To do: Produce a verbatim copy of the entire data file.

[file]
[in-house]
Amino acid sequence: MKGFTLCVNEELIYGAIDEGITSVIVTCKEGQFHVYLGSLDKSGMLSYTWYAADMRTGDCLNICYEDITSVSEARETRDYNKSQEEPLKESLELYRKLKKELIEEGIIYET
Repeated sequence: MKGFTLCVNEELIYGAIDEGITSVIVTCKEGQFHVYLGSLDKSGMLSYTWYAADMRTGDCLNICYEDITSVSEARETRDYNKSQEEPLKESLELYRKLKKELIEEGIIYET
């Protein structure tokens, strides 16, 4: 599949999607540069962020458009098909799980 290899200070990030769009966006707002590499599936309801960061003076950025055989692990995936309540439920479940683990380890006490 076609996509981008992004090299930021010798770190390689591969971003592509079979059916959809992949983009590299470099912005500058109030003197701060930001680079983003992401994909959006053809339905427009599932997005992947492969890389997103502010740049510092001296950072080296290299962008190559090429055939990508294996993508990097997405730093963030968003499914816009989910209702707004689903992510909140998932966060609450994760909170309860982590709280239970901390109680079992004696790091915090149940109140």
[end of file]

[in-house]
Amino acid sequence: MKGFTLCVNEELIYGAIDEGITSVIVTCKEGQFHVYLGSLDKSGMLSYTWYAADMRTGDCLNICYEDITSVSEARETRDYNKSQEEPLKESLELYRKLKKELIEEGIIYET
Repeated sequence: MKGFTLCVNEELIYGAIDEGITSVIVTCKEGQFHVYLGSLDKSGMLSYTWYAADMRTGDCLNICYEDITSVSEARETRDYNKSQEEPLKESLELYRKLKKELIEEGIIYET
């Protein structure tokens, strides 16, 4: 599949999607540069962020458009098909799980 290899200070990030769009966006707002590499599936309801960061003076950025055989692990995936309540439920479940683990380890006490 076609996509981008992004090299930021010798770190390689591969971003592509079979059916959809992949983009590299470099912005500058109030003197701060930001680079983003992401994909959006053809339905427009599932997005992947492969890389997103502010740049510092001296950072080296290299962008190559090429055939990508294996993508990097997405730093963030968003499914816009989910209702707004689903992510909140998932966060609450994760909170309860982590709280239970901390109680079992004696790091915090149940109140």